Now more than ever, it is hard to sift through news content without questioning its suitability for advertising. Especially when it comes to news sources, there’s a constant stream of content that some brands may prefer not to associate themselves with. Whether it’s a global hardship, localized tragedy, or a controversial Supreme Court decision, the latest headlines can have implications in programmatic advertising because the world wide web is “always on.”
When it comes to brand safety, the most important thing is to treat each event uniquely because there’s not a “one-size-fits-all” for every client or every issue that comes up. For example, when the COVID-19 pandemic started, many brands wanted to avoid being near content related to the pandemic— sites like wsj.com and newyorktimes.com even started running cloud images on their premium above the fold banner ads because brands were blocking keywords like “virus.” Fast forward two years and COVID-19 is very much still happening, and it’s nearly impossible to block any terms related to the pandemic because it is everywhere.
So, how do you protect your brand’s integrity when surrounded by sensitive content? Brand safety vendors are easily accessible and most of your current advertising partners have capabilities to combat this risk. What we’ve seen to be most effective is blocking keywords specific to the category at hand. For example, a TX energy company didn’t want to advertise near content about the Uvlade, TX elementary school shooting, so we crafted a keyword list for our AI modeling to exclude that type of content from the advertiser’s campaign.
What doesn’t work is blocking all news domains in an attempt to steer clear of any news at all (not just around the sensitive issue). This blanket approach has resulted in unnecessary dips in performance for brands and puts publishers at risk. After all, advertising supports the free and open internet, and when brands avoid news sites altogether, it results in a lack of funding for high-quality content. Moreover, advertising on reputable news sources actually leads to positive brand uplift. According to an IAB study, 84% of consumers feel advertising within the news increases or maintains brand trust. We recommend that brands strike a balance, avoiding sensitive topics that reflect negatively on their brand but still running ads that support news outlets.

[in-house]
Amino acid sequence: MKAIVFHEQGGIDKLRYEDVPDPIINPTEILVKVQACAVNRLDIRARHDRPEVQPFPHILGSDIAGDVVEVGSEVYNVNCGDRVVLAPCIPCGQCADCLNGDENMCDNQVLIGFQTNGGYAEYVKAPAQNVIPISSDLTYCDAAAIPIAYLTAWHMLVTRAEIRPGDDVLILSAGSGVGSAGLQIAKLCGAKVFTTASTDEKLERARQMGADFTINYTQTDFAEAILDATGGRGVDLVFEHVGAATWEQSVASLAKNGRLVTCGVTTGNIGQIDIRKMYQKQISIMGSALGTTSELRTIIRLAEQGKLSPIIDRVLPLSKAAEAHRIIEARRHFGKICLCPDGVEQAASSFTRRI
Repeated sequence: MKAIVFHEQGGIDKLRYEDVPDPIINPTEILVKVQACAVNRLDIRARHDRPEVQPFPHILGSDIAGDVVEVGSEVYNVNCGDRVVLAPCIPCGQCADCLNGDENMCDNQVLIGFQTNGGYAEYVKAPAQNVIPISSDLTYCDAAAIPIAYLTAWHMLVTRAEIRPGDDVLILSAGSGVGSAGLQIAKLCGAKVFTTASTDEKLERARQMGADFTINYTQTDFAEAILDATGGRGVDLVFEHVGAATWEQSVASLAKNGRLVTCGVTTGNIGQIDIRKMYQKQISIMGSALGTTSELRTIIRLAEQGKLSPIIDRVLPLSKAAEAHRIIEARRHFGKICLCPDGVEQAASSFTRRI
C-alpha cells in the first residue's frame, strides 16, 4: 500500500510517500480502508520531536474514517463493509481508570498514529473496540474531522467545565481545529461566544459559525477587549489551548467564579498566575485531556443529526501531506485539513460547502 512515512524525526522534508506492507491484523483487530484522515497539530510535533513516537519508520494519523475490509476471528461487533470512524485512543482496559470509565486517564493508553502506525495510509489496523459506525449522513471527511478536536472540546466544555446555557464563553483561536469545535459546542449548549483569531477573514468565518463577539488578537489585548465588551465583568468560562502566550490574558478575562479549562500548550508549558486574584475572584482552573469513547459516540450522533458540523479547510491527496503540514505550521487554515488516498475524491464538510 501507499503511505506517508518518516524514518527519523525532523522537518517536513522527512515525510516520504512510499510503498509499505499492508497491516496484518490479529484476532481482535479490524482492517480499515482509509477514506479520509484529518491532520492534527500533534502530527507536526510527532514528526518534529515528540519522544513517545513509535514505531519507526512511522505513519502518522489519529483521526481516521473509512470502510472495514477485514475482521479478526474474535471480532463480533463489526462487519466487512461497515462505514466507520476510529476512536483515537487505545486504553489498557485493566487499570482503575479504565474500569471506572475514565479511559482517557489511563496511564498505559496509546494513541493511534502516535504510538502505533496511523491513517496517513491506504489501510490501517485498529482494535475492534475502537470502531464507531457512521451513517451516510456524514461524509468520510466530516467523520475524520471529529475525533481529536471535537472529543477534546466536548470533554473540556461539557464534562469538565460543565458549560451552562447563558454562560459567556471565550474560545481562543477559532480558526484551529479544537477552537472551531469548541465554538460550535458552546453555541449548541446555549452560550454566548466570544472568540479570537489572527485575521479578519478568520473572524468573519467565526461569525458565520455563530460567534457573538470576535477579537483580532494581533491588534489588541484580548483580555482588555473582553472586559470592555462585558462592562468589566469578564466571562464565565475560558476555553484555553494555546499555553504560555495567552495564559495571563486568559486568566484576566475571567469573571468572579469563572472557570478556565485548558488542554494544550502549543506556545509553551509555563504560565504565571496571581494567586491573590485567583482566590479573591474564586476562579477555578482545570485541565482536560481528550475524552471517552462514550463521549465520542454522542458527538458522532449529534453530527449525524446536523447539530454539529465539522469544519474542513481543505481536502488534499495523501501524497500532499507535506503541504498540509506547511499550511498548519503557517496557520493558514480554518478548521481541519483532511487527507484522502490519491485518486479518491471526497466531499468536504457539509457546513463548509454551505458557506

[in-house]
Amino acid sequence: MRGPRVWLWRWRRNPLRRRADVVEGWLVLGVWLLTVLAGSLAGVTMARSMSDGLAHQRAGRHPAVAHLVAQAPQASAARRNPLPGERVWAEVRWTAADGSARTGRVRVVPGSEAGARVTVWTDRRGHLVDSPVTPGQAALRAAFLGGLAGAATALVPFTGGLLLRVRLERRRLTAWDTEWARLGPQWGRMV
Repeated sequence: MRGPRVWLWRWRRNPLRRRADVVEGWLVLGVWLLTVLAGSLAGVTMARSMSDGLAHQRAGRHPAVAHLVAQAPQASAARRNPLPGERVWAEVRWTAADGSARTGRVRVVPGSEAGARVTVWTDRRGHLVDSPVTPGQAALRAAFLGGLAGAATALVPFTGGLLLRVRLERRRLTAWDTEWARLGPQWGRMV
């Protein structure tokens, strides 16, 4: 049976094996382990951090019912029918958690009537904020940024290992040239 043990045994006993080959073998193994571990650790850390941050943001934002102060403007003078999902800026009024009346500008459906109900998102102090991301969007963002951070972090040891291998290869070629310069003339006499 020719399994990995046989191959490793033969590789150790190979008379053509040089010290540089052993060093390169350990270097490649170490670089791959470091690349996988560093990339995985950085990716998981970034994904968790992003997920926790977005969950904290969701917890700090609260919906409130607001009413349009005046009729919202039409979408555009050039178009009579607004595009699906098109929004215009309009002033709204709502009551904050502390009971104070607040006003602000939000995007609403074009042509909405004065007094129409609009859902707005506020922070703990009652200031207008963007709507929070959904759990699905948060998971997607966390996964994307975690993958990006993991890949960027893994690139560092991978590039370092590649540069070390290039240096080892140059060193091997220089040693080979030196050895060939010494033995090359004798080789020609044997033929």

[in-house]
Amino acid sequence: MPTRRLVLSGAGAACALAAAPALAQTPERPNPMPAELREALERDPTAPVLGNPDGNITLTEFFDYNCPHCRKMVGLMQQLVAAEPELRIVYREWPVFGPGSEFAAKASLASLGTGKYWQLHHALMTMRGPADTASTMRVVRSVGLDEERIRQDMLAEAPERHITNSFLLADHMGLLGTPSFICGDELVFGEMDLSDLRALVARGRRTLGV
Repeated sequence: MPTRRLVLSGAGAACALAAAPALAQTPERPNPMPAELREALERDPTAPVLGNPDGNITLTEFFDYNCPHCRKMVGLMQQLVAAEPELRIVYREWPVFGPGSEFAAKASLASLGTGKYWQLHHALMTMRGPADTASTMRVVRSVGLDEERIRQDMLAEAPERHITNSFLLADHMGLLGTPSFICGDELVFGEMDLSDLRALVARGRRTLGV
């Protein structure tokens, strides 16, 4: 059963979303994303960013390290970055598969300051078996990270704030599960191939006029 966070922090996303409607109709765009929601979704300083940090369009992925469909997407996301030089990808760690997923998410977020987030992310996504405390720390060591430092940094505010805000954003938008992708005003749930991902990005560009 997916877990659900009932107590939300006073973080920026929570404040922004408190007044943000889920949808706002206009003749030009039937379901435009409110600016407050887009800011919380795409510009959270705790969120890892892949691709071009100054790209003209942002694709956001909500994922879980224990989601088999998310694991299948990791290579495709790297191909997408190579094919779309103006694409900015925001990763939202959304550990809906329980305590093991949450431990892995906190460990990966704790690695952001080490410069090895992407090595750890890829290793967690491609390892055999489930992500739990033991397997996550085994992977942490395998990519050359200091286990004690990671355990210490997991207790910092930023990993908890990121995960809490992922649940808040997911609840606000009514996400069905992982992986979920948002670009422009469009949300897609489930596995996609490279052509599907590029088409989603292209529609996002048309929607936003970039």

Here’s our list of tips to help you address brand safety in a responsible and effective way.
1. Introduce your team to any existing brand safety partnerships.
This will facilitate what type of content is currently being blocked and if additional categories need to be added. Each partner will add value in a different way and when they work together you can take a holistic approach to coverage of the topic at hand.
2. Vet any brand safety blocklists from partners.
You should have a say in what keywords/domains/categories are being blocked, so ask for transparency in what each vendor is blocking and check that it matches with how you want to approach brand safety concerns for your campaign. There are times when inappropriate terms are added in by partners which end up blocking a certain demographic or ethnicity as a whole from your ads. This is when brand safety gets confused with suppression, which isn’t ever the point. You also have a say in what keywords/domains/categories are allowed, so consider actively choosing where you would like your ads to run, and creating your own allowlists.
3. Activate news alerts on the issue at hand.
This is a way to stay on top of news trends as well as a way to scan the top headlines and gather a list of keywords to block in order to remain out of the top articles. You can set up alerts in your search browser settings.
4. Treat every issue individually.
News generally circulates in a similar way but the specific issue or topic at hand will help you determine how sensitive or fragile it might be to your audience. You can never assume how the news will evolve for certain topics, which is also why having news alerts activated is important in case a shift in strategy needs to happen quickly based on updates.
5. Don’t set it and forget it.
Do weekly check-ins, both internally and externally, with your partners to ensure appropriate measures are being taken to protect your brand. Reassess these measures once news of the issue has died down and work together with brand safety partners to determine if action is needed (i.e., removing blocklists or categories).
Taking a proactive approach of addressing brand safety with our clients right when the news hits is important and something all your partners should be involved in. Quantcast is able to stay on top of brand safety while working in tandem with existing brand safety partners to curate the appropriate blocklists for each issue. When addressing brand safety concerns with your partners, be open to collaboration and new approaches that will best address the issue at hand. This can help your campaign performance remain consistent while also gatekeeping the desired content.
If you missed our latest podcast with Claire Atkin, co-founder of Check My Ads, and Cedar Milazzo, CEO and founder of Nobl Media, tune in to episode 5 for a thought-provoking discussion about how advances in technology, the growth of social media, and changes in our political climate have made brand safety much more complex. You can also read about it here.